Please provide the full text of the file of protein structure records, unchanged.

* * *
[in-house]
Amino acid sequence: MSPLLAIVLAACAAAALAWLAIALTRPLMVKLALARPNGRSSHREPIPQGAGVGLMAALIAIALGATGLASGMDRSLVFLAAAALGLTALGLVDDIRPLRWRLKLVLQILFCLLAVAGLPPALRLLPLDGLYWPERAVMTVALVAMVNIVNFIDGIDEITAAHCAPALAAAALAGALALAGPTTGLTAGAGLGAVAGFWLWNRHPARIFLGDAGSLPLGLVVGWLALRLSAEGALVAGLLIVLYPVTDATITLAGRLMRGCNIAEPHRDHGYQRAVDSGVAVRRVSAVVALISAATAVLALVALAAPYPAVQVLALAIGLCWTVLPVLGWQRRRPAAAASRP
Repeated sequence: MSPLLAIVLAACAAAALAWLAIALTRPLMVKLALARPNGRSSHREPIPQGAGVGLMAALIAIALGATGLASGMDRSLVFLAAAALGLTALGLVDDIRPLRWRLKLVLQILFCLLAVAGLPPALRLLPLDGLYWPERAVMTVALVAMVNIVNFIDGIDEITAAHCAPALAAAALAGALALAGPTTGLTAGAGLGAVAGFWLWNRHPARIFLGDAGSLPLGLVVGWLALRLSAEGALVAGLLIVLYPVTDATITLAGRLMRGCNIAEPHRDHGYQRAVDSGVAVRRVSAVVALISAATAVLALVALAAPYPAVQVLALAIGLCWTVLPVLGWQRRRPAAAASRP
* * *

[in-house]
Amino acid sequence: MSPLLAIVLAACAAAALAWLAIALTRPLMVKLALARPNGRSSHREPIPQGAGVGLMAALIAIALGATGLASGMDRSLVFLAAAALGLTALGLVDDIRPLRWRLKLVLQILFCLLAVAGLPPALRLLPLDGLYWPERAVMTVALVAMVNIVNFIDGIDEITAAHCAPALAAAALAGALALAGPTTGLTAGAGLGAVAGFWLWNRHPARIFLGDAGSLPLGLVVGWLALRLSAEGALVAGLLIVLYPVTDATITLAGRLMRGCNIAEPHRDHGYQRAVDSGVAVRRVSAVVALISAATAVLALVALAAPYPAVQVLALAIGLCWTVLPVLGWQRRRPAAAASRP
Repeated sequence: MSPLLAIVLAACAAAALAWLAIALTRPLMVKLALARPNGRSSHREPIPQGAGVGLMAALIAIALGATGLASGMDRSLVFLAAAALGLTALGLVDDIRPLRWRLKLVLQILFCLLAVAGLPPALRLLPLDGLYWPERAVMTVALVAMVNIVNFIDGIDEITAAHCAPALAAAALAGALALAGPTTGLTAGAGLGAVAGFWLWNRHPARIFLGDAGSLPLGLVVGWLALRLSAEGALVAGLLIVLYPVTDATITLAGRLMRGCNIAEPHRDHGYQRAVDSGVAVRRVSAVVALISAATAVLALVALAAPYPAVQVLALAIGLCWTVLPVLGWQRRRPAAAASRP